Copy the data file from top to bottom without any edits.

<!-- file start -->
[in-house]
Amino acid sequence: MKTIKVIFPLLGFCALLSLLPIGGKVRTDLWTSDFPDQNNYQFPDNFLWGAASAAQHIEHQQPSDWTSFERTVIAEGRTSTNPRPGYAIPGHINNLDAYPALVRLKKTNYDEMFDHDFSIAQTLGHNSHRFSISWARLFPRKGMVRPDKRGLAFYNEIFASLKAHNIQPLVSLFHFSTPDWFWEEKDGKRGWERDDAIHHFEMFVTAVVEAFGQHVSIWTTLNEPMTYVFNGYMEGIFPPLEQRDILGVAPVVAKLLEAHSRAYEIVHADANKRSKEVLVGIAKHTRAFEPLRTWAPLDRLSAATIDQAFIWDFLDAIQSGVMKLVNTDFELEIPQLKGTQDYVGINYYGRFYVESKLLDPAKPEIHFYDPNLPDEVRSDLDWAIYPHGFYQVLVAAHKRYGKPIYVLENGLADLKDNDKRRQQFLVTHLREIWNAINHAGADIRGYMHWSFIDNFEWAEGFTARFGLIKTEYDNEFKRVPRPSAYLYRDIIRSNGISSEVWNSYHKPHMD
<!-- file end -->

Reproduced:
[in-house]
Amino acid sequence: MKTIKVIFPLLGFCALLSLLPIGGKVRTDLWTSDFPDQNNYQFPDNFLWGAASAAQHIEHQQPSDWTSFERTVIAEGRTSTNPRPGYAIPGHINNLDAYPALVRLKKTNYDEMFDHDFSIAQTLGHNSHRFSISWARLFPRKGMVRPDKRGLAFYNEIFASLKAHNIQPLVSLFHFSTPDWFWEEKDGKRGWERDDAIHHFEMFVTAVVEAFGQHVSIWTTLNEPMTYVFNGYMEGIFPPLEQRDILGVAPVVAKLLEAHSRAYEIVHADANKRSKEVLVGIAKHTRAFEPLRTWAPLDRLSAATIDQAFIWDFLDAIQSGVMKLVNTDFELEIPQLKGTQDYVGINYYGRFYVESKLLDPAKPEIHFYDPNLPDEVRSDLDWAIYPHGFYQVLVAAHKRYGKPIYVLENGLADLKDNDKRRQQFLVTHLREIWNAINHAGADIRGYMHWSFIDNFEWAEGFTARFGLIKTEYDNEFKRVPRPSAYLYRDIIRSNGISSEVWNSYHKPHMD